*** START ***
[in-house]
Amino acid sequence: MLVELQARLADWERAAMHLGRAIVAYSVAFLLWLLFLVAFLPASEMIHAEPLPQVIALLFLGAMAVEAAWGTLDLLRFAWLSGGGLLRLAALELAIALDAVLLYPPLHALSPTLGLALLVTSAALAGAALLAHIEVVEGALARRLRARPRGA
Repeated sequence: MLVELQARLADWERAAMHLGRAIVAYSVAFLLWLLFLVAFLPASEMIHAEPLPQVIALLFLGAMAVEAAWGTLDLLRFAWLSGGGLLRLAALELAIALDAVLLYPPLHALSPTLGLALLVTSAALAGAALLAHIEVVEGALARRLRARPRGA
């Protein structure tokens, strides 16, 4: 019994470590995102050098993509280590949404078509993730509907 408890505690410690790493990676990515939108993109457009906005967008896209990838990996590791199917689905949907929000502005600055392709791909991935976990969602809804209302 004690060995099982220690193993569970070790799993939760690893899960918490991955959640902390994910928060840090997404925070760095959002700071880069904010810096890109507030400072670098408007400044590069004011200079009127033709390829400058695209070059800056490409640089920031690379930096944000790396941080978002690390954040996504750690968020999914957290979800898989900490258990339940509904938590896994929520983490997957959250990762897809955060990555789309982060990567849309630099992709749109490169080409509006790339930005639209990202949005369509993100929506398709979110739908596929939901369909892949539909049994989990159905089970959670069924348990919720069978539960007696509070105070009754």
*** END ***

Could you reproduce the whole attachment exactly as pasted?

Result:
[in-house]
Amino acid sequence: MLVELQARLADWERAAMHLGRAIVAYSVAFLLWLLFLVAFLPASEMIHAEPLPQVIALLFLGAMAVEAAWGTLDLLRFAWLSGGGLLRLAALELAIALDAVLLYPPLHALSPTLGLALLVTSAALAGAALLAHIEVVEGALARRLRARPRGA
Repeated sequence: MLVELQARLADWERAAMHLGRAIVAYSVAFLLWLLFLVAFLPASEMIHAEPLPQVIALLFLGAMAVEAAWGTLDLLRFAWLSGGGLLRLAALELAIALDAVLLYPPLHALSPTLGLALLVTSAALAGAALLAHIEVVEGALARRLRARPRGA
């Protein structure tokens, strides 16, 4: 019994470590995102050098993509280590949404078509993730509907 408890505690410690790493990676990515939108993109457009906005967008896209990838990996590791199917689905949907929000502005600055392709791909991935976990969602809804209302 004690060995099982220690193993569970070790799993939760690893899960918490991955959640902390994910928060840090997404925070760095959002700071880069904010810096890109507030400072670098408007400044590069004011200079009127033709390829400058695209070059800056490409640089920031690379930096944000790396941080978002690390954040996504750690968020999914957290979800898989900490258990339940509904938590896994929520983490997957959250990762897809955060990555789309982060990567849309630099992709749109490169080409509006790339930005639209990202949005369509993100929506398709979110739908596929939901369909892949539909049994989990159905089970959670069924348990919720069978539960007696509070105070009754």